Last week, Robert Zemeckis’ 80’s classic Back To The Future went on a limited cinema re-release here in the UK and which – happy, happy day – will be released on Blu-Ray on October 25th, along with its two sequels.
Watching a press screening of the film last month at the EMPIRE Leicester Sq with my lifelong pal James – who declares BTTF to be his favourite film – two things were swiftly apparent: firstly, the digital remastering job they’ve done on the film is magnificent, the film looking better and more vibrant than it ever has and which made the opportunity to see it on the big screen again after so many years doubly special. Secondly – and more pertinently – this film has aged wonderfully. Twenty-five years certainly has not dimmed the films wit, invention, thrills, heart and all-round sense of fun. Indeed, I was thrillingly reminded that pretty much everything about Back To The Future is pitch-perfect.
The notion of “The Perfect Film” is by its very definition a wildly subjective one, but I’ve long held the opinion that, in terms of blockbuster cinema, one film that truly delivered on every level and was a flawless viewing experience was Steven Spielberg’s Raiders of The Lost Ark (1981), one of my all-time favorite films. Having seen the Spielberg-produced Back To The Future again, that opinion needs revision.
Michael J Fox’s boundless charm gives the film a strong anchor, but Marty McFly’s youthful yearning for pipe-dream careers (a rock star) and his innate fear of ending up like his parents, stuck where they grew up, hollow and disappointed, is as identifiable now as it was back then. Similarly, Fox’s Marty has great chemistry with Christopher Lloyd’s endearingly-eccentric scientist Doc Brown (although, let’s take a moment here to note that, if BTTF were made now, the relationship between an elderly man and a teenage boy would be viewed with great suspicion and likely be the victim of test audience revision. Doc would be an uncle, at least. Ah, simpler times…)
Indeed, the one thing that really struck me was that, for a movie released at a time when the summer period was becoming firmly defined by effects-heavy spectacle, Back To The Future is actually not that heavy on special effects. In fact, it’s comparatively light. This is one summer blockbuster where story and script firmly rule, not the flash and pizazz that so often covers up narrative inadequacies. Like Raiders, BTTF is a very tight tale, moving with a brisk pace and doesn’t have any moments of seat-squirming dullness.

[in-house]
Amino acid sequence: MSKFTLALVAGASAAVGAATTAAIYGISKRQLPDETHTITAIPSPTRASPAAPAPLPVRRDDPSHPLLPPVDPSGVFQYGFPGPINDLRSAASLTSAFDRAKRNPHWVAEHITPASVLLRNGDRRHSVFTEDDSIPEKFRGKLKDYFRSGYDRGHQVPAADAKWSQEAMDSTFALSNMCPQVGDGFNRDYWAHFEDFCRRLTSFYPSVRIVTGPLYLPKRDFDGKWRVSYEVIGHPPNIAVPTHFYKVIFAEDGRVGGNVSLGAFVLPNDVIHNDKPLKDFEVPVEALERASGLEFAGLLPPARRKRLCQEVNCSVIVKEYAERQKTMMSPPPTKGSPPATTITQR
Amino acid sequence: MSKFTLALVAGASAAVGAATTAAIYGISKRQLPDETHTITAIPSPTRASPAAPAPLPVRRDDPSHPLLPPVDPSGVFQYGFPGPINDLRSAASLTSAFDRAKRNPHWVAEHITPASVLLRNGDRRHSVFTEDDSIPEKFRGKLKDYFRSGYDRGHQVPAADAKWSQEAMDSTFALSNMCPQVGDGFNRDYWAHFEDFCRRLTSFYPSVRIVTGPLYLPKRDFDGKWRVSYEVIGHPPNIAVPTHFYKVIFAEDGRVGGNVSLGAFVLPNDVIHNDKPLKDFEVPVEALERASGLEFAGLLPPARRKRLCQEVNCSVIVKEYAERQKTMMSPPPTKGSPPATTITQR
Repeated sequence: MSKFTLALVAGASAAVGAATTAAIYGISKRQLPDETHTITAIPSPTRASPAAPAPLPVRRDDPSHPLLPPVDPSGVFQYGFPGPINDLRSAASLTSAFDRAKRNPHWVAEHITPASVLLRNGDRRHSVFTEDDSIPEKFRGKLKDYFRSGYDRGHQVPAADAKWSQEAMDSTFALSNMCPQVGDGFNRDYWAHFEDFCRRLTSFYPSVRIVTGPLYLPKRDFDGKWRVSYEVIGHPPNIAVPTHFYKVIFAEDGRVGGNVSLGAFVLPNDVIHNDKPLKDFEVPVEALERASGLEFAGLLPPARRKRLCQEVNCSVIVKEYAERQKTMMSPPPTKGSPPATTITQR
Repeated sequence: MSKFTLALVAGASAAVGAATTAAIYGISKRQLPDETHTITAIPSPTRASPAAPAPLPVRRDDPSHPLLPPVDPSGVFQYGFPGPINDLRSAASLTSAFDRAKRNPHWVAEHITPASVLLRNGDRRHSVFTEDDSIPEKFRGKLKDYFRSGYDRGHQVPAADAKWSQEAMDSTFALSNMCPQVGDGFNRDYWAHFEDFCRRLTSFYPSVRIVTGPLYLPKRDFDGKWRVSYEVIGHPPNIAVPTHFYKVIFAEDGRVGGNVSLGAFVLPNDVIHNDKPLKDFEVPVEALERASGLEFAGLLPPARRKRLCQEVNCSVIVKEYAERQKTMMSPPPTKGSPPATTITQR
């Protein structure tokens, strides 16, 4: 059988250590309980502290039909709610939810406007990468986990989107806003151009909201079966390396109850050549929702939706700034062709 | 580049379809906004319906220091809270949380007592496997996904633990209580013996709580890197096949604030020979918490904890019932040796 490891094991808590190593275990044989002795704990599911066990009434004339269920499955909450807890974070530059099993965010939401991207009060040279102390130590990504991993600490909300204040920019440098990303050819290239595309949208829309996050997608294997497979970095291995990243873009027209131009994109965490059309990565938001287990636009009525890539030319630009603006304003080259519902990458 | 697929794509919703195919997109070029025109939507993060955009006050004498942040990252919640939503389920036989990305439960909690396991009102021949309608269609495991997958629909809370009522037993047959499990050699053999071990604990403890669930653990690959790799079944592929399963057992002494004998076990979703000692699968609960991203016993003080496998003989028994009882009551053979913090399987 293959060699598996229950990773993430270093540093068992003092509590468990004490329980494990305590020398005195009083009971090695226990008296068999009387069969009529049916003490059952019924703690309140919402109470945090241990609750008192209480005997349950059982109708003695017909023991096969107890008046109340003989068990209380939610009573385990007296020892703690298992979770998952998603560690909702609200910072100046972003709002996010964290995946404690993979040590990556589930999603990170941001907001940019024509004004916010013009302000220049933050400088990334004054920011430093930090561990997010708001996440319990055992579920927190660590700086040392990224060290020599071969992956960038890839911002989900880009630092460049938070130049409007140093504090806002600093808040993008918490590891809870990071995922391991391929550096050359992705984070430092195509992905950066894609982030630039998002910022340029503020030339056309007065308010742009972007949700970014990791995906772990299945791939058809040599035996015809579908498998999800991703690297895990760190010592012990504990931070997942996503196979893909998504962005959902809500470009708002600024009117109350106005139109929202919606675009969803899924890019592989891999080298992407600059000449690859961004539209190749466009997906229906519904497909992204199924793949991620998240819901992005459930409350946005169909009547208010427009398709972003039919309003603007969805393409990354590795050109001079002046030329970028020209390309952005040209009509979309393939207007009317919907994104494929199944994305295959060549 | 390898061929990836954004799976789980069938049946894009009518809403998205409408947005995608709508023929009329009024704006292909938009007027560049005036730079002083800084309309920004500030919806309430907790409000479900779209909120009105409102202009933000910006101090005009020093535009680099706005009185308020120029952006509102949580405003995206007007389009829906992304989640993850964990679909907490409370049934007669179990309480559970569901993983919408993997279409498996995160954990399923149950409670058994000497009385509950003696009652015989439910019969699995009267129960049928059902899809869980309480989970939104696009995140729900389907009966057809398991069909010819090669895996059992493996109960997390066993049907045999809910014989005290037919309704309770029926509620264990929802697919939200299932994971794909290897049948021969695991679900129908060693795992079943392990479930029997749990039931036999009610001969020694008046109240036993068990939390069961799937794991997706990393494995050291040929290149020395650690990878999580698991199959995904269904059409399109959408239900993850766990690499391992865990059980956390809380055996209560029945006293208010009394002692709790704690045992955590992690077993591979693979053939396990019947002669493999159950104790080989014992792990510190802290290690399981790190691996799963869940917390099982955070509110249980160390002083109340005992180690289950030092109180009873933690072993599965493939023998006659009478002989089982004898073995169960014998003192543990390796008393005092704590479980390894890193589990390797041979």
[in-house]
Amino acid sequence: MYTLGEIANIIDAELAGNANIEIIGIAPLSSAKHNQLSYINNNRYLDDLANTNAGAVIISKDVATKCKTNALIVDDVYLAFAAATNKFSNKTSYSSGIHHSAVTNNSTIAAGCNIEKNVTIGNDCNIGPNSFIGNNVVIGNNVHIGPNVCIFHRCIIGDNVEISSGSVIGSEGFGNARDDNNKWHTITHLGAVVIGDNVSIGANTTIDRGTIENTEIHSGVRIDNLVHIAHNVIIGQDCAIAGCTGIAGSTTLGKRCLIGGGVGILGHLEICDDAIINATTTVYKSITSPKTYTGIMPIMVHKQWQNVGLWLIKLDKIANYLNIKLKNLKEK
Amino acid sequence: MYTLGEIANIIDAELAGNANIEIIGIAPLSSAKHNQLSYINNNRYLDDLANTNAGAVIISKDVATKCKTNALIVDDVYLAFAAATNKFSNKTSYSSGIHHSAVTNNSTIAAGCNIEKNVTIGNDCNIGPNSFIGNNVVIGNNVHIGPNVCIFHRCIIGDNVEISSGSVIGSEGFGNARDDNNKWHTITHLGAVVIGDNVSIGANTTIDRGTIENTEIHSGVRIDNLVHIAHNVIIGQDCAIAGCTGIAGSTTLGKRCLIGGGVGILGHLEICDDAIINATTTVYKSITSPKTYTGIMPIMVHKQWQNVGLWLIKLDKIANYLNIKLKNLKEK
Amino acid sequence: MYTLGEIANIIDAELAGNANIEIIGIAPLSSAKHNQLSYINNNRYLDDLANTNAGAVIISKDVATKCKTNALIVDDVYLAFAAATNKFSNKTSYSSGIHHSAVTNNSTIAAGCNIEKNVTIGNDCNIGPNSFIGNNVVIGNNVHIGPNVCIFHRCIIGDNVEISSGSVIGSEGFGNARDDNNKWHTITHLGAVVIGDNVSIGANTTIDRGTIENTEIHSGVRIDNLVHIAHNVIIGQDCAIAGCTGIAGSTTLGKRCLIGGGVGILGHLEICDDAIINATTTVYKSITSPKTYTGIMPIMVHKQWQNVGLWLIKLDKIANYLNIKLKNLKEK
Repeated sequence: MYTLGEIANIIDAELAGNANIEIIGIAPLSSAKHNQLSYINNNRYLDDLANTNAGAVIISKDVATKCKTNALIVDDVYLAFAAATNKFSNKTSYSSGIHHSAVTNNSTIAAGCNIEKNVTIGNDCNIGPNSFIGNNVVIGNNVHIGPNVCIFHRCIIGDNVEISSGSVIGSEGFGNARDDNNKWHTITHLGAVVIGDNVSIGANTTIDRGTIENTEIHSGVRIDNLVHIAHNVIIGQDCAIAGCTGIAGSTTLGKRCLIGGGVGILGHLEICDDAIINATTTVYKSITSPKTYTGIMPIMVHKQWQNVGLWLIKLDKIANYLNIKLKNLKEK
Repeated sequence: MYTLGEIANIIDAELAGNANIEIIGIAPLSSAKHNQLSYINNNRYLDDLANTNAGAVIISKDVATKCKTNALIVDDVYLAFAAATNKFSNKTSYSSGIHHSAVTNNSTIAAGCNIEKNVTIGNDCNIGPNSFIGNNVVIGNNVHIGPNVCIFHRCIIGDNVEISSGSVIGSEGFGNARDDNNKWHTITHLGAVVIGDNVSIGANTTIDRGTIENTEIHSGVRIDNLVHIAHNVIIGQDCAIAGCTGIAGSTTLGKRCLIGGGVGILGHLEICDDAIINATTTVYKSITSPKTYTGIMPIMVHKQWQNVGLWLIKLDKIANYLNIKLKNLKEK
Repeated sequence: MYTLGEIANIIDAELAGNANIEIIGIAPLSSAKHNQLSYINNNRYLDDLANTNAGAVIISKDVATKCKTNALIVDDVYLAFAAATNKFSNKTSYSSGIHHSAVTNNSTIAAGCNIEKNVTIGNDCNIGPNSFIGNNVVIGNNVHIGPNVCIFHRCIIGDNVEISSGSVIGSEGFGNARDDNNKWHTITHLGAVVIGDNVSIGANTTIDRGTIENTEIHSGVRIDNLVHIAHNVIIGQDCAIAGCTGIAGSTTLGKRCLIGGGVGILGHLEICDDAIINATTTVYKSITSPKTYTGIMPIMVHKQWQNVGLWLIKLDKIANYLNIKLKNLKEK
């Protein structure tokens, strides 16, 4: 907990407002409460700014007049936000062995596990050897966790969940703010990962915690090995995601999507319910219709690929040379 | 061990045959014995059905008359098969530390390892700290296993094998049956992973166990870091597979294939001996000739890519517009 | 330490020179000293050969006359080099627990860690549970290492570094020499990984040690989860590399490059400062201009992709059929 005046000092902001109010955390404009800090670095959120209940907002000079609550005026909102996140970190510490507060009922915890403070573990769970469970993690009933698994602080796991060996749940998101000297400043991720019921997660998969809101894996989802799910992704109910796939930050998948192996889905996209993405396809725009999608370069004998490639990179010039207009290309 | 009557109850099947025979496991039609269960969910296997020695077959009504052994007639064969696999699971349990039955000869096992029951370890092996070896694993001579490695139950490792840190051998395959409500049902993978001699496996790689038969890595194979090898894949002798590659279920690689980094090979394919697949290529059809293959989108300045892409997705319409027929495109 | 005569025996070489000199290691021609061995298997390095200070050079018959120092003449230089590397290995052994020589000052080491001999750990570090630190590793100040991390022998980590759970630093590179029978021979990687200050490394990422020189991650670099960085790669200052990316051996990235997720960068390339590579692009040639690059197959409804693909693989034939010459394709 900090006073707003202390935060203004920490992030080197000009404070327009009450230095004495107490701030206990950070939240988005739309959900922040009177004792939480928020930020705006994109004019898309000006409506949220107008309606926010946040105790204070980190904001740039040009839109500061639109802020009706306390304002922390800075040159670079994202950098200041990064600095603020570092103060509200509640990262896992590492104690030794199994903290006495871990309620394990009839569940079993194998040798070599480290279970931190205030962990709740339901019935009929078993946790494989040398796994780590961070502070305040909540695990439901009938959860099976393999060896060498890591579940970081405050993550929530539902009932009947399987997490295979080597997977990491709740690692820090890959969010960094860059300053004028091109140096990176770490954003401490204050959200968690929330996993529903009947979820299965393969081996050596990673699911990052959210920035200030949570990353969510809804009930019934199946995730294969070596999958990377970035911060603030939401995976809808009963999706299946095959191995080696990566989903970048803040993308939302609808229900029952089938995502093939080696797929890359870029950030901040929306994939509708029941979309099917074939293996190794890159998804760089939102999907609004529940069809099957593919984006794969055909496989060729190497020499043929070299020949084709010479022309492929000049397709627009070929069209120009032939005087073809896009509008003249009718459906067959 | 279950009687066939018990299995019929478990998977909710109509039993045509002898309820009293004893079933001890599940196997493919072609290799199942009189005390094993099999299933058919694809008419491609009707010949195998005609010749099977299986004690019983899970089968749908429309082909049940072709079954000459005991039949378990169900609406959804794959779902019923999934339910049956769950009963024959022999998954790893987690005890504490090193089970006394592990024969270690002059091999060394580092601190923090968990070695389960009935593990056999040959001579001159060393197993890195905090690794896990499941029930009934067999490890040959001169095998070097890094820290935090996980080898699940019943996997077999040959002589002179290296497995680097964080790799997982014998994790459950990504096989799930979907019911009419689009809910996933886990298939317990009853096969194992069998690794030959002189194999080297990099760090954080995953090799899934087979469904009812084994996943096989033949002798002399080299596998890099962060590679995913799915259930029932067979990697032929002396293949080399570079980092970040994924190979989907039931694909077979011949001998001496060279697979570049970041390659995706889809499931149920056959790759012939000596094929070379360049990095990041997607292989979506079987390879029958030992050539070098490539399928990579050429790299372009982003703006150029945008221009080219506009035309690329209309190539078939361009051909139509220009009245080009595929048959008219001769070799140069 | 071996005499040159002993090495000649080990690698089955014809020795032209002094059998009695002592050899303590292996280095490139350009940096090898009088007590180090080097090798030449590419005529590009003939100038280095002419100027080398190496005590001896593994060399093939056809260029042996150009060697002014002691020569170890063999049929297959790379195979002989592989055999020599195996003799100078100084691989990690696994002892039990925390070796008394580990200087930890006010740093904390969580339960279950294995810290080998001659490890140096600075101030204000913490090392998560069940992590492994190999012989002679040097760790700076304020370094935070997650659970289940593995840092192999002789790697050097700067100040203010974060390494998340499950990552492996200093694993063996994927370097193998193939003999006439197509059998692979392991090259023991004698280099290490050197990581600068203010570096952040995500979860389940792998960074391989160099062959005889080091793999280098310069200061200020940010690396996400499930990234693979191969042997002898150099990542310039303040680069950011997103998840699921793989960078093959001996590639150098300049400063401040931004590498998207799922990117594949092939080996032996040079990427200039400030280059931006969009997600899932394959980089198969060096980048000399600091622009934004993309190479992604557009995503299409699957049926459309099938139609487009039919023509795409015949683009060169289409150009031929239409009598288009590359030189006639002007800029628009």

Consequently, a real pleasure of the film is the array of little details that become apparent in successive viewings and which underline what a wonderfully-nuanced story Zemeckis and co-writer Bob Gale crafted: Goldie Wilson campaigning for Mayor of Hill Valley in 1985 and Marty actually giving 1955 Goldie the idea to run, Marty meeting Doc at “Twin Pines Mall” in 1985 which then becomes “Lone Pine Mall” at the films climax because Marty ran over one of Old Man Peabody’s prized pine trees shortly after he travelled back to 1955 and – always my favorite – the book jacket of George McFly’s debut novel features an “alien” that looks exactly like “Darth Vader from the Planet Vulcan” who threatened to melt George’s brain in 1955. Beautiful…
A particular shout-out too to Alan Silvestri for his highly-memorable score, a vigorous symphonic work dominated by horns and a superb array of themes. Speaking of which, specialist soundtrack label Intrada released a massively-expanded versionof Silvestri’s score, including not only the full score but also the alternate cues from the early scoring sessions – excellent stuff.
It’s a total classic and absolutely deserves to be seen on the big screen – especially looking as good as it does after the digital clean-up. So, take advantage of the opportunity to see some quality screen entertainment… they rarely make ’em like this anymore.
Also, if you want a terrifically cool piece of (unofficial) BBTF merch then check out this great t-shirt design …